Distribution and persistence of Verticillium dahliae in the xylem of Norway maple and European ash trees

Mojtaba Keykha Saber, Bart P.H.J. Thomma, Jelle A. Hiemstra*

*Corresponding author for this work

Research output: Contribution to journalArticleAcademicpeer-review

Abstract

Verticillium dahliae colonizes the xylem vessels of susceptible host plants. Hence it can be expected that the distribution of the fungus as well as disease progress will be influenced by the anatomy of the xylem of that host. Here, we studied the spatial and temporal distribution of V. dahliae in relation to recovery from disease symptoms in young European ash (Fraxinus excelsior) and Norway maple (Acer platanoides) trees that differ in vascular anatomy. Quantifying the amount of V. dahliae DNA at different heights in the stem of inoculated trees at different time points after inoculation showed that, in the year of inoculation, the speed of colonization of these two species by V. dahliae was similar. Nevertheless, in the year after inoculation disease incidence and also quantities of V. dahliae detected in maple trees were significantly higher than in ash trees, suggesting that the xylem of ash trees is much less supportive for growth and survival of V. dahliae than that of maple trees. Moreover, in this second year V. dahliae could not be re-isolated from the wood of ash trees that had recovered from disease and was only rarely detected by PCR, only in xylem of the previous year and never in the current xylem. In contrast, V. dahliae easily was detected in the wood of diseased ash and maple trees. Furthermore, despite the presence of a layer of parenchyma cells between growth rings in ash trees, in symptomatic ash trees V. dahliae was present in the xylem of the new growth ring. We also observed that V. dahliae can move downward from the point of inoculation into the root collar, which possibly provides a way for infection of new growth rings by circumventing the physical barriers within the stem xylem.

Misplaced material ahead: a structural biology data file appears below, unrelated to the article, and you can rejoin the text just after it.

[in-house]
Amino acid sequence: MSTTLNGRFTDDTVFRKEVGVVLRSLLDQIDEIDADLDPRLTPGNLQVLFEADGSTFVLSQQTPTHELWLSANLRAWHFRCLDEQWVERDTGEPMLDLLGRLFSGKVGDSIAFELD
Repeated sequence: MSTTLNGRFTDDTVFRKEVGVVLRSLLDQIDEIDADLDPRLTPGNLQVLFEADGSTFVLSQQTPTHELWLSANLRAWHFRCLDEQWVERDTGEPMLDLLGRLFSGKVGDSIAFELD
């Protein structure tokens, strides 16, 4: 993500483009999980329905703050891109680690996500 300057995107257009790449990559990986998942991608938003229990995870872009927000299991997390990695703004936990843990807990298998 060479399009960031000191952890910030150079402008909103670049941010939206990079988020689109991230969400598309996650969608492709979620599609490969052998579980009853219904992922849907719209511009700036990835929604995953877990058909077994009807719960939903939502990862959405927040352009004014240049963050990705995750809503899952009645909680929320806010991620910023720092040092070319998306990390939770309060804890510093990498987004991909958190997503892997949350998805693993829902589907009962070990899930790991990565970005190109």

Original languageEnglish
Pages (from-to)323-339
JournalEuropean Journal of Plant Pathology
Volume150
Issue number2
Early online date18 Jul 2017
DOIs
Publication statusPublished - Feb 2018

Keywords

  • Acer platanoides
  • Fraxinus excelsior
  • Real-time PCR
  • Recovery
  • Verticillium wilt

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